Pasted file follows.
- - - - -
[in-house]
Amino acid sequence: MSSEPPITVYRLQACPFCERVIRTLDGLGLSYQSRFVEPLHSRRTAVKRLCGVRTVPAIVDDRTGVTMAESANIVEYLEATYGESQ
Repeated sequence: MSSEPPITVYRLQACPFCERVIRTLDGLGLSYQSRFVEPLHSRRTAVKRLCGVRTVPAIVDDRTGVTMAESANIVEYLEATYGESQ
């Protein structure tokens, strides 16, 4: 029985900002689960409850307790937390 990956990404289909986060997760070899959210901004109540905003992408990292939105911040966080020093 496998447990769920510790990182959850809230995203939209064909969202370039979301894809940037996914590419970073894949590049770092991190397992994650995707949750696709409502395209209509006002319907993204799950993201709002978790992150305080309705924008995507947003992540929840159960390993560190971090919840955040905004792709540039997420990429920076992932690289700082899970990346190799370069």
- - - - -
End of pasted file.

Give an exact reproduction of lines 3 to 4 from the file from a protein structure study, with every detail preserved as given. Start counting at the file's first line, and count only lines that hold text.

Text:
Repeated sequence: MSSEPPITVYRLQACPFCERVIRTLDGLGLSYQSRFVEPLHSRRTAVKRLCGVRTVPAIVDDRTGVTMAESANIVEYLEATYGESQ
């Protein structure tokens, strides 16, 4: 029985900002689960409850307790937390 990956990404289909986060997760070899959210901004109540905003992408990292939105911040966080020093 496998447990769920510790990182959850809230995203939209064909969202370039979301894809940037996914590419970073894949590049770092991190397992994650995707949750696709409502395209209509006002319907993204799950993201709002978790992150305080309705924008995507947003992540929840159960390993560190971090919840955040905004792709540039997420990429920076992932690289700082899970990346190799370069």